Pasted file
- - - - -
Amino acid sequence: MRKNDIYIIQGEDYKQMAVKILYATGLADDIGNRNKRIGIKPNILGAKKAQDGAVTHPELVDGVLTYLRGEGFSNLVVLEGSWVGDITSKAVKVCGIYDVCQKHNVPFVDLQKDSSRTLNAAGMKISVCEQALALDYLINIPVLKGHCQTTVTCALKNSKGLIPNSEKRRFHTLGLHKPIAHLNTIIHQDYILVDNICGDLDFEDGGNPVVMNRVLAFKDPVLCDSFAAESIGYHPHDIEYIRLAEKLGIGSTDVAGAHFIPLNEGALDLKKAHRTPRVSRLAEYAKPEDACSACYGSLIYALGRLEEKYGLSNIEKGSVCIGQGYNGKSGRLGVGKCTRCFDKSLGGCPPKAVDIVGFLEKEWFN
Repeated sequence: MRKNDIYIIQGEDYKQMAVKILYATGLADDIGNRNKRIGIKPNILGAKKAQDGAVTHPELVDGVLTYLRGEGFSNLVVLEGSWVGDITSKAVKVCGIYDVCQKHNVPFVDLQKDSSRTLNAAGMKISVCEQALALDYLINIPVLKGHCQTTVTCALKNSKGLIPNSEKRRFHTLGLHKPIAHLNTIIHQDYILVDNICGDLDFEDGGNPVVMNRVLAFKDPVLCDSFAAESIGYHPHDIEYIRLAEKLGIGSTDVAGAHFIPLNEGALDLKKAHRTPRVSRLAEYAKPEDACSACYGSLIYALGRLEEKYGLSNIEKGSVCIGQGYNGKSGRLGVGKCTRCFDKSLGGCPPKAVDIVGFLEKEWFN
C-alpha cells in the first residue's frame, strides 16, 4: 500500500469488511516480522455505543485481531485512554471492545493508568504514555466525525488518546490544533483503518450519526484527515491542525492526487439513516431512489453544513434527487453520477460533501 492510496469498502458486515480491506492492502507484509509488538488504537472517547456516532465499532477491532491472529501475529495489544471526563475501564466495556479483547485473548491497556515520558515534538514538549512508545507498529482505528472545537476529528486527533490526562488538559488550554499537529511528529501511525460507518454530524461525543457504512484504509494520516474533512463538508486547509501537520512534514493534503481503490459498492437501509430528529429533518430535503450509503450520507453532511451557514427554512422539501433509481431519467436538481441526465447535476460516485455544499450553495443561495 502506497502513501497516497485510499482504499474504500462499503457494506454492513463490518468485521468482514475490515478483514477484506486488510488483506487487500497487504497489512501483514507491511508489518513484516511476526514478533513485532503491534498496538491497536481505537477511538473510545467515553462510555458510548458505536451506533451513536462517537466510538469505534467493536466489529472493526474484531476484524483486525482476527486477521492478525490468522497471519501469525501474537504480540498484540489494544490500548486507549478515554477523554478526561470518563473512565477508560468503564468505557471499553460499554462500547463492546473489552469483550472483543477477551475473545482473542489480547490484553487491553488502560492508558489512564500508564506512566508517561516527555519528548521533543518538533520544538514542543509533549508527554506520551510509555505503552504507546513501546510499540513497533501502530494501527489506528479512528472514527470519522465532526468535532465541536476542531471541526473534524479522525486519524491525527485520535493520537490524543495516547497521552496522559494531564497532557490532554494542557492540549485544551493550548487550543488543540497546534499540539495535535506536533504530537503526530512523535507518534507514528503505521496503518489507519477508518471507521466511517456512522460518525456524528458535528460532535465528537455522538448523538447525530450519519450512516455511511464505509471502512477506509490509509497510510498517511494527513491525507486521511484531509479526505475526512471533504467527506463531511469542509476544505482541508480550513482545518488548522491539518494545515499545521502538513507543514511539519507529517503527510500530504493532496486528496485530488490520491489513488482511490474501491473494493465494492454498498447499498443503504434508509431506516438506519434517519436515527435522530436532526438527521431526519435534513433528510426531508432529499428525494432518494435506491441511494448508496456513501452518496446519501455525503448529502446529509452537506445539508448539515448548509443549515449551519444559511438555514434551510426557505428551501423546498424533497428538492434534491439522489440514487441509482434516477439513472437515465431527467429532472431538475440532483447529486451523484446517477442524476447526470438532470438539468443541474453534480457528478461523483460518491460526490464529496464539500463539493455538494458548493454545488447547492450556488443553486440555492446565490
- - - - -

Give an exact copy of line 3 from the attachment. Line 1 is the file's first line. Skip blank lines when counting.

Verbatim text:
C-alpha cells in the first residue's frame, strides 16, 4: 500500500469488511516480522455505543485481531485512554471492545493508568504514555466525525488518546490544533483503518450519526484527515491542525492526487439513516431512489453544513434527487453520477460533501 492510496469498502458486515480491506492492502507484509509488538488504537472517547456516532465499532477491532491472529501475529495489544471526563475501564466495556479483547485473548491497556515520558515534538514538549512508545507498529482505528472545537476529528486527533490526562488538559488550554499537529511528529501511525460507518454530524461525543457504512484504509494520516474533512463538508486547509501537520512534514493534503481503490459498492437501509430528529429533518430535503450509503450520507453532511451557514427554512422539501433509481431519467436538481441526465447535476460516485455544499450553495443561495 502506497502513501497516497485510499482504499474504500462499503457494506454492513463490518468485521468482514475490515478483514477484506486488510488483506487487500497487504497489512501483514507491511508489518513484516511476526514478533513485532503491534498496538491497536481505537477511538473510545467515553462510555458510548458505536451506533451513536462517537466510538469505534467493536466489529472493526474484531476484524483486525482476527486477521492478525490468522497471519501469525501474537504480540498484540489494544490500548486507549478515554477523554478526561470518563473512565477508560468503564468505557471499553460499554462500547463492546473489552469483550472483543477477551475473545482473542489480547490484553487491553488502560492508558489512564500508564506512566508517561516527555519528548521533543518538533520544538514542543509533549508527554506520551510509555505503552504507546513501546510499540513497533501502530494501527489506528479512528472514527470519522465532526468535532465541536476542531471541526473534524479522525486519524491525527485520535493520537490524543495516547497521552496522559494531564497532557490532554494542557492540549485544551493550548487550543488543540497546534499540539495535535506536533504530537503526530512523535507518534507514528503505521496503518489507519477508518471507521466511517456512522460518525456524528458535528460532535465528537455522538448523538447525530450519519450512516455511511464505509471502512477506509490509509497510510498517511494527513491525507486521511484531509479526505475526512471533504467527506463531511469542509476544505482541508480550513482545518488548522491539518494545515499545521502538513507543514511539519507529517503527510500530504493532496486528496485530488490520491489513488482511490474501491473494493465494492454498498447499498443503504434508509431506516438506519434517519436515527435522530436532526438527521431526519435534513433528510426531508432529499428525494432518494435506491441511494448508496456513501452518496446519501455525503448529502446529509452537506445539508448539515448548509443549515449551519444559511438555514434551510426557505428551501423546498424533497428538492434534491439522489440514487441509482434516477439513472437515465431527467429532472431538475440532483447529486451523484446517477442524476447526470438532470438539468443541474453534480457528478461523483460518491460526490464529496464539500463539493455538494458548493454545488447547492450556488443553486440555492446565490